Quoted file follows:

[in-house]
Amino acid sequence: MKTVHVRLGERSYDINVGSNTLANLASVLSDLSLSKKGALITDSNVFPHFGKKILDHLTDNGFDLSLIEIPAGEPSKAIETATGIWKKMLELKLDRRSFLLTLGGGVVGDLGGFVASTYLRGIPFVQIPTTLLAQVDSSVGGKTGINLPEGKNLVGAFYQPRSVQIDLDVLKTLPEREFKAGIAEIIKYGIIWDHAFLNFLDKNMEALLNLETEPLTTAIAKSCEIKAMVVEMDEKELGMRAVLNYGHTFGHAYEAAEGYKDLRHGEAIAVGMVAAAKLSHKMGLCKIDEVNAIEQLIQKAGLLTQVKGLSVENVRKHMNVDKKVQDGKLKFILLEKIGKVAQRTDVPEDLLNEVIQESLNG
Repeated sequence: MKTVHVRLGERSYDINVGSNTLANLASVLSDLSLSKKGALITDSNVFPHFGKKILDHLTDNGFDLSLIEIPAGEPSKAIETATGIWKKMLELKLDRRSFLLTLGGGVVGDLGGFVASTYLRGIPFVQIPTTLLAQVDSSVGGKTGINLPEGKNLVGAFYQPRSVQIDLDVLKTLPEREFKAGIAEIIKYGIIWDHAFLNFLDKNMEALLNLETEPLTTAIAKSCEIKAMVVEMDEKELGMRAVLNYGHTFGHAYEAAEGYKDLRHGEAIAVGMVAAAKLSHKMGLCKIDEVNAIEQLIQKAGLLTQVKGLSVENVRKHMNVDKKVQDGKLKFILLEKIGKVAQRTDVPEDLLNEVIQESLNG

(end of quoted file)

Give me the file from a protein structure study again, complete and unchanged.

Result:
[in-house]
Amino acid sequence: MKTVHVRLGERSYDINVGSNTLANLASVLSDLSLSKKGALITDSNVFPHFGKKILDHLTDNGFDLSLIEIPAGEPSKAIETATGIWKKMLELKLDRRSFLLTLGGGVVGDLGGFVASTYLRGIPFVQIPTTLLAQVDSSVGGKTGINLPEGKNLVGAFYQPRSVQIDLDVLKTLPEREFKAGIAEIIKYGIIWDHAFLNFLDKNMEALLNLETEPLTTAIAKSCEIKAMVVEMDEKELGMRAVLNYGHTFGHAYEAAEGYKDLRHGEAIAVGMVAAAKLSHKMGLCKIDEVNAIEQLIQKAGLLTQVKGLSVENVRKHMNVDKKVQDGKLKFILLEKIGKVAQRTDVPEDLLNEVIQESLNG
Repeated sequence: MKTVHVRLGERSYDINVGSNTLANLASVLSDLSLSKKGALITDSNVFPHFGKKILDHLTDNGFDLSLIEIPAGEPSKAIETATGIWKKMLELKLDRRSFLLTLGGGVVGDLGGFVASTYLRGIPFVQIPTTLLAQVDSSVGGKTGINLPEGKNLVGAFYQPRSVQIDLDVLKTLPEREFKAGIAEIIKYGIIWDHAFLNFLDKNMEALLNLETEPLTTAIAKSCEIKAMVVEMDEKELGMRAVLNYGHTFGHAYEAAEGYKDLRHGEAIAVGMVAAAKLSHKMGLCKIDEVNAIEQLIQKAGLLTQVKGLSVENVRKHMNVDKKVQDGKLKFILLEKIGKVAQRTDVPEDLLNEVIQESLNG